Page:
 Make a food gift – chocolate covered pretzels, granola, spice mixes, vinegars, even dog biscuits – the
      possibilities are endless. Package them in an attractive way.
    Fill a bucket with cleaning supplies for a shower or housewarming.
    Put a plant in a pot that you‟ve found at a resale shop.
    Did you know that „dollar stores‟ sell beautiful gift bags ($1), greeting cards (2 for $1), napkins, plates
      and so much more?
    Learn to knit, crochet, sew, or build – homemade gifts are appreciated.
    Carry a list of friend and family birthdays & anniversaries so that when you are shopping and see a great
      sale, you can be reminded of who you need a gift for.
    Google „free stuff‟ – you can find some great stuff.
    Instead of grandparents buying more gifts that your kids don‟t need, ask them to put the money toward a
      birthday party, swimming lessons, a pool pass, etc.
    Most brides register at Bed Bath & Beyond. Don‟t shop there without the 20% off coupons that are
      available. Did you know that they will let you use up to 5 coupons per transaction – even expired ones?

         Turn off lights and unplug appliances and fixtures that you rarely use. Install dimmer switches.
         If you see an ad for a competing phone/ cable/internet company that is better than your current
            provider, instead of switching providers, call your current provider, tell them what the other
            company is offering and ask what they can do for you to keep you from switching--can they match
            the offer? Can they compete in some way with it? They will usually do something to make your
            bill lower or give you a better package for the same price you were paying... without the hassle of
            changing companies.
         Cancel „extra‟ phone services like call waiting, *66 or *69
         Fans use 1/10 as much electricity as air conditioning. Set your air conditioner at 78 degrees. Setting
            it at 72 will use 40% more power.
         Check the temperature on your water heater – set it between 115-120 degrees. You can save 13%
            for each ten degrees lower.
         Install a flow restricting shower head.
         Keep your furnace thermostat set at 68 during the day and 62 at night. Caulk windows and doors,
            let the sunlight in, keep registers clear and clean. Close doors and vents to rooms that aren‟t in use.
         Keep your refrigerator at 38-40 degrees and the freezer at 5 degrees.

    Never pay full price – shop clearance racks, consignment shops, thrift stores, rummage sales and garage
      sales in upscale neighborhoods.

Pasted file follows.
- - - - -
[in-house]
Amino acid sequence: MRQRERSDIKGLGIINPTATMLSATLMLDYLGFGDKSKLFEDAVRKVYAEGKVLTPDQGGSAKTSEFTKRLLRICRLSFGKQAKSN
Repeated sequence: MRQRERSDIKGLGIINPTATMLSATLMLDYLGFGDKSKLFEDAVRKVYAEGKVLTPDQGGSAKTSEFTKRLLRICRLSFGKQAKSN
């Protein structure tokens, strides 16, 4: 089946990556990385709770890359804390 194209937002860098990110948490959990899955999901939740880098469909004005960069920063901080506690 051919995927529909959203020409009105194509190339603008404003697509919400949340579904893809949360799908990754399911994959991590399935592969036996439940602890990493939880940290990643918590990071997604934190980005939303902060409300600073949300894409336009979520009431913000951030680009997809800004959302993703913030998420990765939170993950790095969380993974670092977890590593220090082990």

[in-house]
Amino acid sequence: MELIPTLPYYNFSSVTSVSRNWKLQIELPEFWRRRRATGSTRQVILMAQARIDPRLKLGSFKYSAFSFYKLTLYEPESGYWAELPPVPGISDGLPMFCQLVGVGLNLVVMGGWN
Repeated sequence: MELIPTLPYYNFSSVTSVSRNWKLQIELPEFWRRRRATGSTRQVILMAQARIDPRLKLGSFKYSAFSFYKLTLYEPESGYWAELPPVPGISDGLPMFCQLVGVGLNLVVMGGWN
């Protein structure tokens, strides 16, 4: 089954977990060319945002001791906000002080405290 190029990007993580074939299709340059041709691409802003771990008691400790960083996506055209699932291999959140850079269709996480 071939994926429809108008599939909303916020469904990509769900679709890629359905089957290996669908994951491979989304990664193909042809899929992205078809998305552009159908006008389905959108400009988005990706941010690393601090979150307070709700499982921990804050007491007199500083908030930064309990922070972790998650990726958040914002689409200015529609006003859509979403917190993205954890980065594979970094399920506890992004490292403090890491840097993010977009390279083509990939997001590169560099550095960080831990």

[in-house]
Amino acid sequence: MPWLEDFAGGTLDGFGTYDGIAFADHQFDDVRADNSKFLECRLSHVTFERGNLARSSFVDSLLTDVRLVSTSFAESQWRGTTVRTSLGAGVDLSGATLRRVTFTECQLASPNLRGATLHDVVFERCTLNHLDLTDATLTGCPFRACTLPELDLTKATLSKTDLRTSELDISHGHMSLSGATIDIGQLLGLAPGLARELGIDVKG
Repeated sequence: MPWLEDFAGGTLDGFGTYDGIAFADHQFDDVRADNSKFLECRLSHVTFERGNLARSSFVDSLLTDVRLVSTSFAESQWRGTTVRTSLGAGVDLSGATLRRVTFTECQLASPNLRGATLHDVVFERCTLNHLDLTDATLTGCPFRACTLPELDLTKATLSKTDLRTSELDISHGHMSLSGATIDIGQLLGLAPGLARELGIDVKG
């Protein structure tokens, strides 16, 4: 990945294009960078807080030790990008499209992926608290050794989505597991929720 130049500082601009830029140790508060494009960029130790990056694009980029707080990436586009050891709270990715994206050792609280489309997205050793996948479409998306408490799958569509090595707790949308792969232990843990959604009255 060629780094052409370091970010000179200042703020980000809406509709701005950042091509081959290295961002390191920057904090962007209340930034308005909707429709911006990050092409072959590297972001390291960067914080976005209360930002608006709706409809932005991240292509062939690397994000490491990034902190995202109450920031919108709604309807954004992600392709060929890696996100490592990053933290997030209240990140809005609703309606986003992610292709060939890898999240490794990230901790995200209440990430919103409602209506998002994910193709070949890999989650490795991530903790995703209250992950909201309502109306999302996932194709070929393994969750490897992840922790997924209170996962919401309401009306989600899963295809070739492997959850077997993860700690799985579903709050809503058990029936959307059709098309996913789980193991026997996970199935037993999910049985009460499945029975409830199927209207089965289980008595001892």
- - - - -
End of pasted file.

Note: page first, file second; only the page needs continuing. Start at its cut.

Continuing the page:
 Start a clothes swap with friends, family or a church group. If you are in a bible study, create a list of
      „needs‟ and „wants‟ and pass it around.
    Buy all your children‟s socks in one color and style so that if one sock wears out you can just match it
      up with another.
    Avoid „dry-clean only‟ garments.
    Don‟t buy more than you need.

Maintenance - take care of what God has given you.
   Keep on top of clothing repair. Fix small tears before they get larger. Sew on loose buttons before they
      get lost, polish shoes, treat stains immediately before they set.
   Keep up on home maintenance – service your furnace and air conditioner, clean your chimney, check
      your roof, clean all filters – hair dryers, clothes dryers, refrigerators, etc.
   Maintain your vehicle! Regular oil changes and maintenance will make it last twice as long.
   Keep your tires properly inflated, drive the speed limit, brush the added weight of snow and ice off your
      car, accelerate slowly from a stop – all of this saves gas.
   Take an auto repair class – check park districts & community colleges.
   Wipe windshield wipers with a mixture of vinegar and water before purchasing new ones. They may
      only need cleaning instead of replacing.
   Keep stove top burners and reflectors clean to work more efficiently.

Getting Serious about Saving!
    Cancel your cable.
    Only buy what is ON SALE!
    Utilize government-sponsored immunizations.
    Check into payment assistance programs for prescription drugs.
    Rent out unused rooms in your home.
    Rent unused space such as a garage, basement or shed for storage.
    Repair your own vehicles and do your own home repairs. Learn how from books or the internet.
    Research the cost of a pet before you get one – food, vet visits, grooming, etc. can add up.
    Get your hair cut at a beauty school or better yet buy a set of clippers and scissors and cut your kid‟s hair
       – most come with an instructional DVD (possible $60 per year per child savings). Do your own nails.
    Ask for samples at cosmetic counters.
    Barter and trade – you will be amazed what you can get if you just ask.